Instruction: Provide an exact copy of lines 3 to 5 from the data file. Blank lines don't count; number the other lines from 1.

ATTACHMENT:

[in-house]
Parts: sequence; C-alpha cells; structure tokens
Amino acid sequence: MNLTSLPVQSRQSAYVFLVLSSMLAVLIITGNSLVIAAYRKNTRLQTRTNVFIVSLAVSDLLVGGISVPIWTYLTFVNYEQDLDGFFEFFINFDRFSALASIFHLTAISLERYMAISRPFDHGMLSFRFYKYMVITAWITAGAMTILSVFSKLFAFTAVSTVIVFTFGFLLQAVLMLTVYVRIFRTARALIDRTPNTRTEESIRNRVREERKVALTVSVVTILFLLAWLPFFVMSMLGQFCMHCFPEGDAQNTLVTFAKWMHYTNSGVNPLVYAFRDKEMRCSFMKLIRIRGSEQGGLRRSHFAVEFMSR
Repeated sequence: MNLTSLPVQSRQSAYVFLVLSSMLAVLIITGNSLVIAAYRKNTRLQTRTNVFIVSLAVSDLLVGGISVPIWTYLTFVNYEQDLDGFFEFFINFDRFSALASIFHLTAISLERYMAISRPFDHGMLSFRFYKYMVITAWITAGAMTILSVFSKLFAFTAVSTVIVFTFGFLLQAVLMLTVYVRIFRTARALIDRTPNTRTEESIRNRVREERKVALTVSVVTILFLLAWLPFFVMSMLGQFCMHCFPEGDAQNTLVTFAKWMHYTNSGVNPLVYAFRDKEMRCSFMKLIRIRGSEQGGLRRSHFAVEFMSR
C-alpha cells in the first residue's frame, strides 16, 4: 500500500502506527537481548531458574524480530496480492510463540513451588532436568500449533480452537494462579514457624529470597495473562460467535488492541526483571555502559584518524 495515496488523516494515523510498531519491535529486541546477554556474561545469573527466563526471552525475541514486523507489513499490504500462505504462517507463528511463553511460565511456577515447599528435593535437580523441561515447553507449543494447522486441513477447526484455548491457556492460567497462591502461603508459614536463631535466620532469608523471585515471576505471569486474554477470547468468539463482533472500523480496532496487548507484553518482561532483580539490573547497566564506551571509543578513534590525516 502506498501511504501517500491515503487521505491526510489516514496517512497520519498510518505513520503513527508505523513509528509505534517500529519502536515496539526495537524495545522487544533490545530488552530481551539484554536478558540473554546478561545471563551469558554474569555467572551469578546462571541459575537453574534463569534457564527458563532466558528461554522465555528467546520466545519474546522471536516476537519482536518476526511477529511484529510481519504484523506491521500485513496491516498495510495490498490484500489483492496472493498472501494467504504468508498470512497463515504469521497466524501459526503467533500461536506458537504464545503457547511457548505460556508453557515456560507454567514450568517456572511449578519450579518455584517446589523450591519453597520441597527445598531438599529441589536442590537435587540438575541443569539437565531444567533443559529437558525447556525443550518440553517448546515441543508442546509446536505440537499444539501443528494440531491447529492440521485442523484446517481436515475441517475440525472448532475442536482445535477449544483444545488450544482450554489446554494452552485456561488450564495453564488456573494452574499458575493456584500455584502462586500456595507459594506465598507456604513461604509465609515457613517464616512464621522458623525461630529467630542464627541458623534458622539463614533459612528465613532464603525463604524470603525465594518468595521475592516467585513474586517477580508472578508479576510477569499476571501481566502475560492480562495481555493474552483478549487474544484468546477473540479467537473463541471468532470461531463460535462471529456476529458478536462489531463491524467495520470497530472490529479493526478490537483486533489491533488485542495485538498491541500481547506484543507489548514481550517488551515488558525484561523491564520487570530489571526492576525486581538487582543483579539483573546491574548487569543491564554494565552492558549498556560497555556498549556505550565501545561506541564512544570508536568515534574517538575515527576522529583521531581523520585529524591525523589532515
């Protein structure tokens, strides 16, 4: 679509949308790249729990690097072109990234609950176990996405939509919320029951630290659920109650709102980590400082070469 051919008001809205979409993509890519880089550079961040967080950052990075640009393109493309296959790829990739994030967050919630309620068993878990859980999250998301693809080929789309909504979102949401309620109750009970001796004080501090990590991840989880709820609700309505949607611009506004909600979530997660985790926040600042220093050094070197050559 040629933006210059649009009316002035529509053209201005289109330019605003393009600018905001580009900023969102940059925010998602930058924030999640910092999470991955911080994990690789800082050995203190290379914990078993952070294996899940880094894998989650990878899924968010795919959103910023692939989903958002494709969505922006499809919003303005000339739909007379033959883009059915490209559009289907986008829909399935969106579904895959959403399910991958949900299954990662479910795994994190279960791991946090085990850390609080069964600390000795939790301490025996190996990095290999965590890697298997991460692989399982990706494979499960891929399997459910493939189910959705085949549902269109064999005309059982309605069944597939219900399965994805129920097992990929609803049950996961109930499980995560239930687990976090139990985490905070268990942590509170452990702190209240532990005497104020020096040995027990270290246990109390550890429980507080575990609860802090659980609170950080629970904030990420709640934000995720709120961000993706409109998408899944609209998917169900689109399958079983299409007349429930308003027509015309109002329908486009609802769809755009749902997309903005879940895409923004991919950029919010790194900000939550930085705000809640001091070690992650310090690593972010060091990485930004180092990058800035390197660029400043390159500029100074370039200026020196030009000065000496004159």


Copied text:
Amino acid sequence: MNLTSLPVQSRQSAYVFLVLSSMLAVLIITGNSLVIAAYRKNTRLQTRTNVFIVSLAVSDLLVGGISVPIWTYLTFVNYEQDLDGFFEFFINFDRFSALASIFHLTAISLERYMAISRPFDHGMLSFRFYKYMVITAWITAGAMTILSVFSKLFAFTAVSTVIVFTFGFLLQAVLMLTVYVRIFRTARALIDRTPNTRTEESIRNRVREERKVALTVSVVTILFLLAWLPFFVMSMLGQFCMHCFPEGDAQNTLVTFAKWMHYTNSGVNPLVYAFRDKEMRCSFMKLIRIRGSEQGGLRRSHFAVEFMSR
Repeated sequence: MNLTSLPVQSRQSAYVFLVLSSMLAVLIITGNSLVIAAYRKNTRLQTRTNVFIVSLAVSDLLVGGISVPIWTYLTFVNYEQDLDGFFEFFINFDRFSALASIFHLTAISLERYMAISRPFDHGMLSFRFYKYMVITAWITAGAMTILSVFSKLFAFTAVSTVIVFTFGFLLQAVLMLTVYVRIFRTARALIDRTPNTRTEESIRNRVREERKVALTVSVVTILFLLAWLPFFVMSMLGQFCMHCFPEGDAQNTLVTFAKWMHYTNSGVNPLVYAFRDKEMRCSFMKLIRIRGSEQGGLRRSHFAVEFMSR
C-alpha cells in the first residue's frame, strides 16, 4: 500500500502506527537481548531458574524480530496480492510463540513451588532436568500449533480452537494462579514457624529470597495473562460467535488492541526483571555502559584518524 495515496488523516494515523510498531519491535529486541546477554556474561545469573527466563526471552525475541514486523507489513499490504500462505504462517507463528511463553511460565511456577515447599528435593535437580523441561515447553507449543494447522486441513477447526484455548491457556492460567497462591502461603508459614536463631535466620532469608523471585515471576505471569486474554477470547468468539463482533472500523480496532496487548507484553518482561532483580539490573547497566564506551571509543578513534590525516 502506498501511504501517500491515503487521505491526510489516514496517512497520519498510518505513520503513527508505523513509528509505534517500529519502536515496539526495537524495545522487544533490545530488552530481551539484554536478558540473554546478561545471563551469558554474569555467572551469578546462571541459575537453574534463569534457564527458563532466558528461554522465555528467546520466545519474546522471536516476537519482536518476526511477529511484529510481519504484523506491521500485513496491516498495510495490498490484500489483492496472493498472501494467504504468508498470512497463515504469521497466524501459526503467533500461536506458537504464545503457547511457548505460556508453557515456560507454567514450568517456572511449578519450579518455584517446589523450591519453597520441597527445598531438599529441589536442590537435587540438575541443569539437565531444567533443559529437558525447556525443550518440553517448546515441543508442546509446536505440537499444539501443528494440531491447529492440521485442523484446517481436515475441517475440525472448532475442536482445535477449544483444545488450544482450554489446554494452552485456561488450564495453564488456573494452574499458575493456584500455584502462586500456595507459594506465598507456604513461604509465609515457613517464616512464621522458623525461630529467630542464627541458623534458622539463614533459612528465613532464603525463604524470603525465594518468595521475592516467585513474586517477580508472578508479576510477569499476571501481566502475560492480562495481555493474552483478549487474544484468546477473540479467537473463541471468532470461531463460535462471529456476529458478536462489531463491524467495520470497530472490529479493526478490537483486533489491533488485542495485538498491541500481547506484543507489548514481550517488551515488558525484561523491564520487570530489571526492576525486581538487582543483579539483573546491574548487569543491564554494565552492558549498556560497555556498549556505550565501545561506541564512544570508536568515534574517538575515527576522529583521531581523520585529524591525523589532515